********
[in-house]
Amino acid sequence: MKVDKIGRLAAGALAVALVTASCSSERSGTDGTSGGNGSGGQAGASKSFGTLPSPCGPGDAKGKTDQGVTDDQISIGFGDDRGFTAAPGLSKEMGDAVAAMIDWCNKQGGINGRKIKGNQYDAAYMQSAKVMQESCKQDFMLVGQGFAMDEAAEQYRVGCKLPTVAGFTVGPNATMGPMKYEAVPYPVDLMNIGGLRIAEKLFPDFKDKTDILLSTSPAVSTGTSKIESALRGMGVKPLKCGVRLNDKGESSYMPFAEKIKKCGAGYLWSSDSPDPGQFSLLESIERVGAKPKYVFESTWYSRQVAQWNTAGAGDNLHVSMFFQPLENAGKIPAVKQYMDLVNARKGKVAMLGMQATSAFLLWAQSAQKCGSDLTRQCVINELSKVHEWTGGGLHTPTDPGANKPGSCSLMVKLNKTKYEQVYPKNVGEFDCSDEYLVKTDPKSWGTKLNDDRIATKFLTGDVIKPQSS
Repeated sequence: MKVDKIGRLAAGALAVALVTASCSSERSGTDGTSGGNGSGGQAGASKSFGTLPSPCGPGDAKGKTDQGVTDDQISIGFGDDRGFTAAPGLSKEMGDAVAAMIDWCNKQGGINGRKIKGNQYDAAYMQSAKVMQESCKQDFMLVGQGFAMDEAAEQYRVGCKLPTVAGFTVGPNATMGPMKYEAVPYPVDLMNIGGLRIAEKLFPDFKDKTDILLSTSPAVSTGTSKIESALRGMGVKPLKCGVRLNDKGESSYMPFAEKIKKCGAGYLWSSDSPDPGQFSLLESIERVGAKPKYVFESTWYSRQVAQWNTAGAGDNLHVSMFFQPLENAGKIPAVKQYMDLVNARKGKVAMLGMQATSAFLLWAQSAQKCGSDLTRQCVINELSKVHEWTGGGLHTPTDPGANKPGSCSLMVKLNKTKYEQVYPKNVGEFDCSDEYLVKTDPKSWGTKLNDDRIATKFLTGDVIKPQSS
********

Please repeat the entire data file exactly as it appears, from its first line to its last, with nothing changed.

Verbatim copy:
[in-house]
Amino acid sequence: MKVDKIGRLAAGALAVALVTASCSSERSGTDGTSGGNGSGGQAGASKSFGTLPSPCGPGDAKGKTDQGVTDDQISIGFGDDRGFTAAPGLSKEMGDAVAAMIDWCNKQGGINGRKIKGNQYDAAYMQSAKVMQESCKQDFMLVGQGFAMDEAAEQYRVGCKLPTVAGFTVGPNATMGPMKYEAVPYPVDLMNIGGLRIAEKLFPDFKDKTDILLSTSPAVSTGTSKIESALRGMGVKPLKCGVRLNDKGESSYMPFAEKIKKCGAGYLWSSDSPDPGQFSLLESIERVGAKPKYVFESTWYSRQVAQWNTAGAGDNLHVSMFFQPLENAGKIPAVKQYMDLVNARKGKVAMLGMQATSAFLLWAQSAQKCGSDLTRQCVINELSKVHEWTGGGLHTPTDPGANKPGSCSLMVKLNKTKYEQVYPKNVGEFDCSDEYLVKTDPKSWGTKLNDDRIATKFLTGDVIKPQSS
Repeated sequence: MKVDKIGRLAAGALAVALVTASCSSERSGTDGTSGGNGSGGQAGASKSFGTLPSPCGPGDAKGKTDQGVTDDQISIGFGDDRGFTAAPGLSKEMGDAVAAMIDWCNKQGGINGRKIKGNQYDAAYMQSAKVMQESCKQDFMLVGQGFAMDEAAEQYRVGCKLPTVAGFTVGPNATMGPMKYEAVPYPVDLMNIGGLRIAEKLFPDFKDKTDILLSTSPAVSTGTSKIESALRGMGVKPLKCGVRLNDKGESSYMPFAEKIKKCGAGYLWSSDSPDPGQFSLLESIERVGAKPKYVFESTWYSRQVAQWNTAGAGDNLHVSMFFQPLENAGKIPAVKQYMDLVNARKGKVAMLGMQATSAFLLWAQSAQKCGSDLTRQCVINELSKVHEWTGGGLHTPTDPGANKPGSCSLMVKLNKTKYEQVYPKNVGEFDCSDEYLVKTDPKSWGTKLNDDRIATKFLTGDVIKPQSS